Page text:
Public Order and Extermination. Police in Nazi Germany

Temporary exhibitions

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  • Tuesday, January 26, 2021 - Monday, August 30, 2021

In a democratic state the police force is in place to provide security and order. Nazi Germany was a totalitarian state based off of the exercising of extreme violence and the consent of thereof.

The exhibition, created by the German Police University (DHPol) in Münster, explores the role of the German Police after the seizure of power by Adolf Hitler until the fall of the Third Reich. The following parts of the exhibition are devoted to the development of police structures, the profiles of people responsible for the functioning of police, and the operations of the German police apparatus on the eve of, and during, the Second World War.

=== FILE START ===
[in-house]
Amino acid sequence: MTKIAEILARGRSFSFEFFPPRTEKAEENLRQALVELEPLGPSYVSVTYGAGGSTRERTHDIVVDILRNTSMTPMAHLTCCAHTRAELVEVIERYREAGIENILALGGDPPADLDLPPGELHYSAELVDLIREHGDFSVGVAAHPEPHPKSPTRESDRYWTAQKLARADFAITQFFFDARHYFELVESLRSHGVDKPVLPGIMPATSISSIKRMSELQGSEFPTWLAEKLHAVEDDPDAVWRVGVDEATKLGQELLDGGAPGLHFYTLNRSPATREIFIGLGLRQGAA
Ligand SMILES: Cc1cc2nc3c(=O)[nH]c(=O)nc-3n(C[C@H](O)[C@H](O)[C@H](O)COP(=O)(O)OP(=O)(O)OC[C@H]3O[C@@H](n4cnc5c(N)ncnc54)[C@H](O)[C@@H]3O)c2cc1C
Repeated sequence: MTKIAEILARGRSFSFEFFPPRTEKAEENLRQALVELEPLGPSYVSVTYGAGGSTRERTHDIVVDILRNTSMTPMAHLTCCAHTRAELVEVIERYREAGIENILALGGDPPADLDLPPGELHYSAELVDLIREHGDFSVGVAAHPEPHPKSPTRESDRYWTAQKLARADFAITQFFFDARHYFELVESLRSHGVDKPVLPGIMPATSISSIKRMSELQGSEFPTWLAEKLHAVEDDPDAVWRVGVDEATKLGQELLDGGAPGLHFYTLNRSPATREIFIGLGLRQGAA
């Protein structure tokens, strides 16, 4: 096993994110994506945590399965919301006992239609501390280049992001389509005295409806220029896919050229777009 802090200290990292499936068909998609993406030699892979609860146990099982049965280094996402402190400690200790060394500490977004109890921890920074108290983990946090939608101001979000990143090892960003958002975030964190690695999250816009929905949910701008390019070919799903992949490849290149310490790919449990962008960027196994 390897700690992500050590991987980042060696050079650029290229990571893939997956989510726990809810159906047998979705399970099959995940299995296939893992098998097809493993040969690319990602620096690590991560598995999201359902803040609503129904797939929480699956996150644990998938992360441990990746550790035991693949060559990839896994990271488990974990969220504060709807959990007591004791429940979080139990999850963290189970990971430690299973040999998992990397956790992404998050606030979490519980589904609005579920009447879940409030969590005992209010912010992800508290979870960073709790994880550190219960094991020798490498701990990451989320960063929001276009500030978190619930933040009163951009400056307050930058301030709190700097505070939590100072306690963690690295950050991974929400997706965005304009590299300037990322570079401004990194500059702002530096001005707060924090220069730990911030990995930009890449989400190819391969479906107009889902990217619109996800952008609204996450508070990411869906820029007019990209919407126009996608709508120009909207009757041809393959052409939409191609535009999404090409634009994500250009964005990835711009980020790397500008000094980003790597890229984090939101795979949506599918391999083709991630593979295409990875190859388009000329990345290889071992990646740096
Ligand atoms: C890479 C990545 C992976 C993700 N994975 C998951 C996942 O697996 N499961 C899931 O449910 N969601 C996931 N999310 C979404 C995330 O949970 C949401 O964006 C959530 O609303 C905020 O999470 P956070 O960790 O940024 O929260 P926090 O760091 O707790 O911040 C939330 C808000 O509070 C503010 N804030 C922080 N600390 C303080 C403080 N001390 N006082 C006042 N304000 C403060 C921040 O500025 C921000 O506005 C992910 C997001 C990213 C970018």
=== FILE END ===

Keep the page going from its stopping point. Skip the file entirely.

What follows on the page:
Varied materials illustrating the topic, which were prepared by the authors of this exhibition – archival documents, propaganda prints, and photographs – allow us to take a closer look into how the Nazi regime realized its political and ideological goals through the use of the police force.

As the curators of this exhibition write: “Questions about the tasks and the limits of legitimate activities of the police are also valid today. Reflections on the role of police in a Nazi state should raise awareness not only in the police but also in the public opinion that police violence requires strict restrictions on the part of a law-abiding state in order to permanently guarantee individual freedom as well as that of society.”



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